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Asynchronous communication: Strategies for equitable e-learning

Wendy Meyers, Sue Bennett and Pauline Lysaght
Faculty of Education
University of Wollongong
This paper reflects on research carried out at the University of Wollongong to examine equity issues in asynchronous communication. The focus was on mature-aged rural women and their experiences in online learning using ICTs. Results of the literature review and research analysis point to a number of practical strategies for developing more equitable asynchronous communication in higher education.


Online learning opens up a realm of communication possibilities, many never fully realised within traditional face-to-face environments. Higher education has moved beyond the content download model towards one that maximises the potential for student collaboration and authentic learning that simulates real life situations. However, new possibilities present new problems or, as some would say, reignite the old.

The communication tools available in the online environment are, in part, responsible for opening up innovations in interactive learning in higher education. Asynchronous communication, in particular, is one of the most versatile tools we have at our disposal. Students may be unable to attend lessons in real time, as in a synchronous face-to-face environment, for a multitude of reasons involving work and family commitments as well as geographical and physical barriers. The online environment affords these students the opportunity to access education beyond the traditional distance education model of learning packages completed in their own homes. Students are now able to operate within a socially constructive learning environment (Jonassen et al. 1995) augmented by information and communication technologies (ICTs).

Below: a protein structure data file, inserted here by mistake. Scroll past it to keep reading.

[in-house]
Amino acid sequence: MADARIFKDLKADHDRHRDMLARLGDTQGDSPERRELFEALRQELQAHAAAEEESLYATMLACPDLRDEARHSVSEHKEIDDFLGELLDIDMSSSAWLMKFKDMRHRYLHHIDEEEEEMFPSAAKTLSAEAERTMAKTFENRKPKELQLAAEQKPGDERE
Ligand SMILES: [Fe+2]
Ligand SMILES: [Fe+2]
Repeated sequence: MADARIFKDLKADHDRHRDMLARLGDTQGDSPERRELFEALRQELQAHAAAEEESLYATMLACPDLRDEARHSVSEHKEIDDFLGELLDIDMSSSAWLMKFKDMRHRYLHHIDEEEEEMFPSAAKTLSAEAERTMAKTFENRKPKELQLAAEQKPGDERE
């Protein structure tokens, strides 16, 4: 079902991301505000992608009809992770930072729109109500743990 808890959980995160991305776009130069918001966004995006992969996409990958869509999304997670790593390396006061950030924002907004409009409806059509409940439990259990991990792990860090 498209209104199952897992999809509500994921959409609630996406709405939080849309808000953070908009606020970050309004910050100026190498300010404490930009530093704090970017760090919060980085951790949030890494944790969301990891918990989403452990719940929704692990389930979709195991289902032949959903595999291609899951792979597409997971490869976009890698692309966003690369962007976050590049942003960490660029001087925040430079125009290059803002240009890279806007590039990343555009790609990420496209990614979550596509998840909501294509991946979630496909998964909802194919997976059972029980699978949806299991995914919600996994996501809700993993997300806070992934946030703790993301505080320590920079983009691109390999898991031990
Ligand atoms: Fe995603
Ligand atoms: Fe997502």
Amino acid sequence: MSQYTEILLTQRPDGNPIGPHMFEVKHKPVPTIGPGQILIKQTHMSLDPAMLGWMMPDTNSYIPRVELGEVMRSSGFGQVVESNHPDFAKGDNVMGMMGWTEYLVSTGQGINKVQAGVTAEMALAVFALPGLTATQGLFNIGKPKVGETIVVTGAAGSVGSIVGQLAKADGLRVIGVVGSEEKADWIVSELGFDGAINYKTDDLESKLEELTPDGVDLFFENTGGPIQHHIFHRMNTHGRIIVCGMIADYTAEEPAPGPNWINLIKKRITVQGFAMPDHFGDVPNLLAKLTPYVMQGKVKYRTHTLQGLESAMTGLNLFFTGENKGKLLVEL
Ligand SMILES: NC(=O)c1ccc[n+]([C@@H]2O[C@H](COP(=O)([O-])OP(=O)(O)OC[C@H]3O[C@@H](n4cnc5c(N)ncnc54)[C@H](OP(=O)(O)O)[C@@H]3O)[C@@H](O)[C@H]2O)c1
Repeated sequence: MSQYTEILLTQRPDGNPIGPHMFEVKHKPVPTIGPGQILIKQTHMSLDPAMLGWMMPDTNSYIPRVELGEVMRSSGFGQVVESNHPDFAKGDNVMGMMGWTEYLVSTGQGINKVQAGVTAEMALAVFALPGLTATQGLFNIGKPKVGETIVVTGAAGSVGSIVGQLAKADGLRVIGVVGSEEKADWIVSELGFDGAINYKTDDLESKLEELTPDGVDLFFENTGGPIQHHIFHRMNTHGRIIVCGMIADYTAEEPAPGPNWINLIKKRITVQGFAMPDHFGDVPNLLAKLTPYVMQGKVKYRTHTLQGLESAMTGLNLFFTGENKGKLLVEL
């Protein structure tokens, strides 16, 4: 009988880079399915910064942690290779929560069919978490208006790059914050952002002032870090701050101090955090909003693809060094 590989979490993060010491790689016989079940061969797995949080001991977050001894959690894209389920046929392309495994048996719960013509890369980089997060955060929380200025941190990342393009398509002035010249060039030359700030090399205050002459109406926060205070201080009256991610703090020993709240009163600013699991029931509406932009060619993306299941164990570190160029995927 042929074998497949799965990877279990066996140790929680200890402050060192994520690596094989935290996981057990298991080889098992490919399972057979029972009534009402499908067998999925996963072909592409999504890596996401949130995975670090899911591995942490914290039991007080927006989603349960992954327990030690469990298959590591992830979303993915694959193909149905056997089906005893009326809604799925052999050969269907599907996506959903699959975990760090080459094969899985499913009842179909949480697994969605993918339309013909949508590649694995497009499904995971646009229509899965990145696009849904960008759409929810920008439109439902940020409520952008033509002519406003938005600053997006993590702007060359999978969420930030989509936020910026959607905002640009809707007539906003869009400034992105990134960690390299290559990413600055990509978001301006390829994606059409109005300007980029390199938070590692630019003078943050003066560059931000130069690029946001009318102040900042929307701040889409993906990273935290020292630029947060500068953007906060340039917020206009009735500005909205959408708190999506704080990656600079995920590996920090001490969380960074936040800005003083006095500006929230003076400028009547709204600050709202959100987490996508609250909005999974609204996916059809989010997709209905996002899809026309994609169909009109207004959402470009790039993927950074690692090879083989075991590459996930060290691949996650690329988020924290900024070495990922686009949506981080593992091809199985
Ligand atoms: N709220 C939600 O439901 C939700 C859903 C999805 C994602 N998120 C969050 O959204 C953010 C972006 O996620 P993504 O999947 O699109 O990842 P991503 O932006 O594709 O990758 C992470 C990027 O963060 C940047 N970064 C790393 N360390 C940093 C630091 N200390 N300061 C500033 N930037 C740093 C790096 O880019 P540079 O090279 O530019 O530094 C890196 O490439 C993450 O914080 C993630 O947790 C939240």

Those charged with designing innovative learning environments need to be aware that these environments are not infallible. Recent research that explores asynchronous communication in the online learning environment in higher education has highlighted a number of issues that must be considered if we are to design communication environments that offer a fair and equitable arena for all participants (Barraket et al. 2000; Blum 1999; Herring 1999).

This paper draws on knowledge gained from research being undertaken through the University of Wollongong as well as practical experience that involves designing and teaching in online learning environments.

Research context and design

The University of Wollongong (UOW) has a number of smaller education centres located throughout the far south coast of New South Wales. The centres provide a number of courses for their students that are supported via ICTs, small tutorial groups and visiting lecturers. Communication opportunities facilitated by technology include videoconferencing as well as synchronous and asynchronous communication between lecturers, fellow students and study groups (Lefoe, Gunn & Hedberg 2002).

Enrolments in the UOW's Bachelor of Arts program at the Bega Access Centre (BAC) indicate that this mode of delivery is particularly attractive to female students, the number of women far outweighing that of men (Figure 1). These women are predominantly mature-aged students who balance study with work and family responsibilities and who are located outside major rural centres in southern New South Wales. Kramarae (2001) describes these women as logging on for a 'third shift', after the demands of work and family have been met. The challenges they face are compounded for those who live a significant distance from the Centre or who may lack computer access at home.

The gender and age composition of the student group is significant. Whilst the B.A. Community and Environment (BA) was developed primarily for students in the UOW South Coast Network of Education Access Centres and the course as a whole is only available from those centres, many of the subjects are on offer to internal students at Wollongong. The total students' enrolment (1st, 2nd and 3rd year) for the BA in 2002 was 132, comprising 22% male and 78% female students (A Mitchell 2003, pers. comm.).The proportion of mature age students studying for their BA at the Bega Access Centre is another significant component of the student group composition. 91 % of the students are mature age (over 21 years) whilst students over 31 years comprise 78% of the total number studying their BA. This large proportion of mature age female students, does impact the learning environment (Figure 1).

Figure 1

Figure 1: Number of BA students by age and gender in 2002

This study examined the experiences of students using these ICT tools to communicate with fellow students and teachers in a distributed network. The research investigated factors that influence women's use of ICT's, how asynchronous communication tools (bulletin board, for example) relate to the way the students prefer to learn, and the manner in which gender differences are perceived by participants in this communication modality.